Orchids are unique flowering plants under the botanical family Orchidaceae and are one of the largest flowering families in the entire plant kingdom. They occur in almost all the continents except in the polar region. There are over 25,000 species in the world. It is estimated that about 1,300 species of orchids are found in our country with Himalayas as their main home and others scattered in Eastern and Western Ghats.Orchids are a charismatic group and have been called the “pandas of the plant world”.Orchids are sensitive to climate change. “In particular, they are good ecological indicators for the increasing temperatures and aridity associated with widescale deforestation in the tropics. Diminishing orchid populations often signal long-term deleterious environmental change.” (Christenson, 2003). The study of wild orchids has many conservation and scientific benefits, including the use of the orchid family as a base-line indicator of ecosystem health.
In India, orchids are employed for a variety of therapeutic use in different systems of traditional medicines like Ayurveda, Siddha and Unani. Acampe praemorsa , an epiphytic orchid is used in rheumatism. Tubers of many Habenaria’s are being used to treat for unconsciousness, vermicide and as blood purifier. Locals in the form of salep are using Cymbidium aloifolium as emetic and purgative. Dendrobium ovatum for stomache ache, Eulophia nuda for tumors and bronchitis, Flickingeria nodosa (Purusharatna) is astringent, aphrodisiac, expectorant etc. Luisia zeylanica is being used as emollient for boils, abscess and burns. Habenaria acuminata, Nervilia aragoana, Satyrium nepalense, Vanda testacea, Zeuxine strateumatica are some of the other orchids, which are also medicinally important.ref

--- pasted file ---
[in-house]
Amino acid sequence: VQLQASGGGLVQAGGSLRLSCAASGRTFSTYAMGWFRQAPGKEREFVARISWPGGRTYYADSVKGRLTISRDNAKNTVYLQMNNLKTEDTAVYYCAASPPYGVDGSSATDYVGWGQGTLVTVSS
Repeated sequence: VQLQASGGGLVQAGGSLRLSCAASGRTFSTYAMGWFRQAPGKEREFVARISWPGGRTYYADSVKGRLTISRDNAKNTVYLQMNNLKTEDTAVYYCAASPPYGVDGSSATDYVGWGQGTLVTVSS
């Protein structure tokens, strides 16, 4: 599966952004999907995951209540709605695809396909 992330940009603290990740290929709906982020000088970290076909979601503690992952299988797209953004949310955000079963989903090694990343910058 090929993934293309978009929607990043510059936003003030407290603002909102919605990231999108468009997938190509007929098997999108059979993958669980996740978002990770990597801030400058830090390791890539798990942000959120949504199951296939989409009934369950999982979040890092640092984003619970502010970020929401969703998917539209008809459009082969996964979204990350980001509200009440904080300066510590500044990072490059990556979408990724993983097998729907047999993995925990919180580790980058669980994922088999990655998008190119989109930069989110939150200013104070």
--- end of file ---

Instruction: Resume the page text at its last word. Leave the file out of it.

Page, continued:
Most of these orchids are “food deceptive.” Using bright colors and sweet perfumes, they falsely advertise a free meal of pollen and nectar to attract bees, beetles, butterflies, and other pollinators. Why do some orchids continue to dupe insects in order to reproduce? One leading theory held that the strategy reduces the chances of self-pollination, making the orchids more efficient in dispersing their pollen to other plants .Steven Johnson—a researcher in the School of Botany and Zoology at South Africa’s University of KwaZulu-Natal—lead the study. He says that because orchids are hermaphroditic, or able to mate both as males and as females, they can self-pollinate. However, genetic variety is often lost when this occurs, leading to less-fit offspring, Johnson said. The process is known as inbreeding depression.The study’s findings confirm an observation made by Charles Darwin, who wrote that orchids employ a “beautiful contrivance” to avoid self-pollination.
The first raid on orchids in the Northeast, and particularly in Manipur, was by the British who extracted as many plants as they could and took them back to England in huge quantities .Orchidelirium is the name given to the Victorian era of flower madness when collecting and discovering Orchids reached extraordinarily high levels. Wealthy orchid fanatics of the 19th century sent explorers and collectors to almost every part of the world in search of new varieties of orchids. Orchidelirium is seen as similar to Dutch tulip mania . Today there still exists some levels of orchid madness, that has some times resulted in theft of exceptional orchids among collectors such as the ghost orchid .ref:Wikipedia
The present threat to the Indian orchid is primarily from China, which has a huge market for the plant. Orchids are used by the Chinese as aphrodisiacs and are also used to make a variety of popular health drinks. What makes this possible is the fact that orchids last upto a month, even longer, after being plucked.Smuggling of orchids to China and other countries like Japan and Korea is one of the main factors for depletion of the flowers in both western and eastern Himalayas. In the western Himalayas orchids are sold for as high as Rs 10,000 per kg, while in the eastern Himalayas — Arunachal, Sikkim, Nagaland and Manipur — the orchids fetch around Rs 600-900 per kg.
The list of plants banned or restricted for export from India formerly included a few orchids but now include all orchids growing wild. Steps have also been taken to conserve Indian native species by establishing orchidaria, sanctuaries and germplasm conservation centres. Botanical survey of India has established two orchidaria one at Shillong and other at Yercaud to conserve rare and endangered species. The ICAR research complex at Shillong, the Indian Institute Of Horticultural Research at Hessaraghatta and the Indian Botanic Gardens at Calcutta maintain collections of orchids in their orchidaria. Some states have also established orchid sanctuaries in Sikkim at Singtom and Deorali and in Arunachal Pradesh at Tapi.
Tissue culture should be encouraged to raise saplings and reintroduce them in the original habitat. One should not pluck orchids but cultivate hybrid ones.